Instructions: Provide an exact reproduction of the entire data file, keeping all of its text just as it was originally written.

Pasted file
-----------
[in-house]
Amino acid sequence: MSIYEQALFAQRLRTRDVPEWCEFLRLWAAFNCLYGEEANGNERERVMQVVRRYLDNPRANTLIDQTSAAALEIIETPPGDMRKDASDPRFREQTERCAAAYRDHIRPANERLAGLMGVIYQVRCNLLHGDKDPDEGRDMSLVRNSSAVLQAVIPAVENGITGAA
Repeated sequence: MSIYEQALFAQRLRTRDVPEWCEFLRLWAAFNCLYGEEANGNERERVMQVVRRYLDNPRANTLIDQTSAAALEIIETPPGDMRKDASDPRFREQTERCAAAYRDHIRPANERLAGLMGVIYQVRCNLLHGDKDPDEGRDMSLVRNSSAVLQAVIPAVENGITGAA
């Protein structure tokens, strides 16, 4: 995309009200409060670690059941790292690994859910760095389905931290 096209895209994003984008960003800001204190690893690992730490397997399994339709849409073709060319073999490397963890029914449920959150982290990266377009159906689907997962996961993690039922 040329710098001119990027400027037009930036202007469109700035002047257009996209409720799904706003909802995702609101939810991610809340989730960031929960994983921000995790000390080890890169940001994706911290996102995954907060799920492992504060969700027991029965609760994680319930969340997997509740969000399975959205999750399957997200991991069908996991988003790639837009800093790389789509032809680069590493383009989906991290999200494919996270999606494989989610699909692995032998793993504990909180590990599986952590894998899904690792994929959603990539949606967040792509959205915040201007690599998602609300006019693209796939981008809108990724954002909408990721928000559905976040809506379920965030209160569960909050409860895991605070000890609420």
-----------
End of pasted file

[in-house]
Amino acid sequence: MSIYEQALFAQRLRTRDVPEWCEFLRLWAAFNCLYGEEANGNERERVMQVVRRYLDNPRANTLIDQTSAAALEIIETPPGDMRKDASDPRFREQTERCAAAYRDHIRPANERLAGLMGVIYQVRCNLLHGDKDPDEGRDMSLVRNSSAVLQAVIPAVENGITGAA
Repeated sequence: MSIYEQALFAQRLRTRDVPEWCEFLRLWAAFNCLYGEEANGNERERVMQVVRRYLDNPRANTLIDQTSAAALEIIETPPGDMRKDASDPRFREQTERCAAAYRDHIRPANERLAGLMGVIYQVRCNLLHGDKDPDEGRDMSLVRNSSAVLQAVIPAVENGITGAA
């Protein structure tokens, strides 16, 4: 995309009200409060670690059941790292690994859910760095389905931290 096209895209994003984008960003800001204190690893690992730490397997399994339709849409073709060319073999490397963890029914449920959150982290990266377009159906689907997962996961993690039922 040329710098001119990027400027037009930036202007469109700035002047257009996209409720799904706003909802995702609101939810991610809340989730960031929960994983921000995790000390080890890169940001994706911290996102995954907060799920492992504060969700027991029965609760994680319930969340997997509740969000399975959205999750399957997200991991069908996991988003790639837009800093790389789509032809680069590493383009989906991290999200494919996270999606494989989610699909692995032998793993504990909180590990599986952590894998899904690792994929959603990539949606967040792509959205915040201007690599998602609300006019693209796939981008809108990724954002909408990721928000559905976040809506379920965030209160569960909050409860895991605070000890609420």